Guardians of the epilepsy genes

Epilepsiome, meet ClinGen. For more than a year, I have meant to write about the extension of the Epilepsiome effort to our ClinGen epilepsy working group. The overall ClinGen framework is a NIH-funded resource dedicated to building a central resource that defines the clinical relevance of genes and variants for use in precision medicine and research. Within this framework, the ClinGen Epilepsy Working group is a group of curators to apply the formal framework to epilepsy genes. Given the explosion of genetic data, curating epilepsy genes is important as a basis for precision medicine and long overdue. Within our epilepsy working group, we build upon the ClinGen framework to make it applicable to epilepsy genes. Here is what you need to know about epilepsy gene curation.

Columbus, Ohio. During my visit to Columbus, Ohio as an invited speaker at the National Society of Genetic Counselors (NSGC), we had dinner in the Leveque tower. The tower once served as an aerial lighthouse to Amelia Earheart during her pioneer flights. For some reason, the light tower analogy stuck with me when thinking about our process to navigate through the jungle of epilepsy genes, trying to figure out the evidence for genes and how to conceptualize phenotoypes and functional evidence within our ClinGen framework (from https://www.flickr.com/photos/sentfromthepast/36194305014 under a CC BY-NC 2.0 licence)

Columbus, Ohio. During the annual meeting of the National Society of Genetic Counselors in Columbus, Ohio, I was able to briefly meet up with Erin Riggs. Erin coordinates our epilepsy working group that is co-chaired by Heather Mefford and myself. We used this opportunity to discuss our working group and our way forward and this discussion was motivation for me to sit down and put this blog post into words that I have been thinking about for so long.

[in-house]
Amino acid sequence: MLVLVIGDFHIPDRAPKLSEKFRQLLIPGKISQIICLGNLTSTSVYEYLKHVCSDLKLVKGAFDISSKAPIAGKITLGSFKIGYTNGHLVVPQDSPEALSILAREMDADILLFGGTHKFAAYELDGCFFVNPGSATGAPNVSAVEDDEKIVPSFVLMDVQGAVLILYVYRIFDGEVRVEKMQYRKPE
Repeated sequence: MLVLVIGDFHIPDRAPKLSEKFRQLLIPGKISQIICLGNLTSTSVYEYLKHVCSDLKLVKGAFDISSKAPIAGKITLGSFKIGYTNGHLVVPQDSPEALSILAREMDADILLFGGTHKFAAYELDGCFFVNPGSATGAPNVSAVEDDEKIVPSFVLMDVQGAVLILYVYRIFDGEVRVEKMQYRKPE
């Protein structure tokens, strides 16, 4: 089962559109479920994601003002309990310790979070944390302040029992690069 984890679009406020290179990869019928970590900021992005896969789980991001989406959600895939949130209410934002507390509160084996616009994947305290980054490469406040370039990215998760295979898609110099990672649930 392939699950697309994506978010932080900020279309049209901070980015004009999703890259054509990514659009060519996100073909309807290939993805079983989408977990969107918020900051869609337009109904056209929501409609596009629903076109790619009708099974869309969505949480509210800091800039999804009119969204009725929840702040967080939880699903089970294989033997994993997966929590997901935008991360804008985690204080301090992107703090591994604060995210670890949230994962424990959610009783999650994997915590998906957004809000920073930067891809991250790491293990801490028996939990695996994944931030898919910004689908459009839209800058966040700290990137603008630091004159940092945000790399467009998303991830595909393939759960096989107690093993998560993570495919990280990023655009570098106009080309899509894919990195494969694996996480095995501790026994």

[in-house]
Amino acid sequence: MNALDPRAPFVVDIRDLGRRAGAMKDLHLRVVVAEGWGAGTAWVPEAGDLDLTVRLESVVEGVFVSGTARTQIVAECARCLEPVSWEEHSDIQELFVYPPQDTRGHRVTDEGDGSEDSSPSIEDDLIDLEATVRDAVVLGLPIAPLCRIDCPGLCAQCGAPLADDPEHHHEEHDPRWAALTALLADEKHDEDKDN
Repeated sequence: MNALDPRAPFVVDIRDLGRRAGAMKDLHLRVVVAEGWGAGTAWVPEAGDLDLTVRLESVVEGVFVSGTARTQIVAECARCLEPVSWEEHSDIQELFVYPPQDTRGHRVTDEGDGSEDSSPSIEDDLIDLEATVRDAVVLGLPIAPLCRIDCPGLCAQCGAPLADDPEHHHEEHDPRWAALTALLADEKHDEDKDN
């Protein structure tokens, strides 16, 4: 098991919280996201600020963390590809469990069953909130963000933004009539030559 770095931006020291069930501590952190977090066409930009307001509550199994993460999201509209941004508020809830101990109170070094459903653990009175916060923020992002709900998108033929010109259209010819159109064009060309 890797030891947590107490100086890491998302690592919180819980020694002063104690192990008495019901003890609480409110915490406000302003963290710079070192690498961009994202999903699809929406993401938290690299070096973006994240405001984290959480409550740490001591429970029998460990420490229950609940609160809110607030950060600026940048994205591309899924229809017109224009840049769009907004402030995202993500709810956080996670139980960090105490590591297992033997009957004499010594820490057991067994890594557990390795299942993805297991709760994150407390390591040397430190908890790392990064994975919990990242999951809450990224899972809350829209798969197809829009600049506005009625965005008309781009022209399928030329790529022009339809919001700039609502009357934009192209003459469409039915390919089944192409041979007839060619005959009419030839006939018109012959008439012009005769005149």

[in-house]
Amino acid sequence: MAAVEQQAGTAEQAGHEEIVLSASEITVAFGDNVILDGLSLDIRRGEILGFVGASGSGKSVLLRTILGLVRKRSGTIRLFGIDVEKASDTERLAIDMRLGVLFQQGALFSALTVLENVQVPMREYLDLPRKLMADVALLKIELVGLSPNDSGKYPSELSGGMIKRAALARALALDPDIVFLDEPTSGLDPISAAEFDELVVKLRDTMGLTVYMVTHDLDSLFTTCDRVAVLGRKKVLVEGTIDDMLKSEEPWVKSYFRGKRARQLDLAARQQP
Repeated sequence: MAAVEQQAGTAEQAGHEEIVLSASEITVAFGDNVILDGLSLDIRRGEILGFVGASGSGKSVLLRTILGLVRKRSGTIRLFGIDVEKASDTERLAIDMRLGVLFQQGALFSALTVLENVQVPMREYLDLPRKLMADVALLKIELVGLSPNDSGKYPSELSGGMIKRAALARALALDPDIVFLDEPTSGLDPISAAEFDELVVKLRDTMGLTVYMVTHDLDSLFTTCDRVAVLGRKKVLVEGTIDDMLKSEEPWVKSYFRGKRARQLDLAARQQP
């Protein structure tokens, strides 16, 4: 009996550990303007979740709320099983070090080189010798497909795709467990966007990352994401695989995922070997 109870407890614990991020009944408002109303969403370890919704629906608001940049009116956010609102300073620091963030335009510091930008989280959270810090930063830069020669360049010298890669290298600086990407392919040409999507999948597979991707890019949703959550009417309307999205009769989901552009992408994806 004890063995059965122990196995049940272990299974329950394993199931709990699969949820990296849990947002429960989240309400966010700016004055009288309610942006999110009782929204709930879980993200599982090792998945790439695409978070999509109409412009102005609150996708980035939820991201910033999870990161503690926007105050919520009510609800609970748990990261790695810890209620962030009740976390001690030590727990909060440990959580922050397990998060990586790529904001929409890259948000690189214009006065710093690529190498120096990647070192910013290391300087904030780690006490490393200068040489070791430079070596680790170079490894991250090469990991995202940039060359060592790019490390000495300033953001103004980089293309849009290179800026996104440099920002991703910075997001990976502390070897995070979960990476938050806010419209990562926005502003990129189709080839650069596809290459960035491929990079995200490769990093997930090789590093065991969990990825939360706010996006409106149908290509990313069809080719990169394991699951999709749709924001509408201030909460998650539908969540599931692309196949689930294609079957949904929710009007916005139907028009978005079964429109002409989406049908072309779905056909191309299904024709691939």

Gene curation. Gene curation basically means that we try to assess the evidence that a given gene is related to epilepsy. In ClinGen, the formal process includes a literature review including the review of genetic evidence and functional evidence, followed by an assessment of this evidence in a predefined matrix. Genes can accrue points for positive evidence, which will then add up to classifying the gene with limited, moderate, or strong evidence. If a gene holds up over time, it becomes a definite gene. If there is contradictory evidence, a gene can become disputed or eventually even refuted. A work-up for any given gene is time consuming and we are currently supported by a motivated and talented gene curator team as we work through the first genes.

Epilepsy gene curation. The role of working groups is to be trained in the formal ClinGen assessment and adapt the formal ClinGen framework to the disease-specific area. It is our role to understand what specific rules we need for epilepsy. For example, during our initial curation work, we already realized that that we need clear guidelines on what is called “precuration” – what is the phenotype that we are actually curating for. For example, should the SCN1A gene be curated for separate phenotypes or for a spectrum of phenotypes. It has already become clear that reconciling our clinical thinking with the overall ClinGen phenotyping framework is not without difficulties.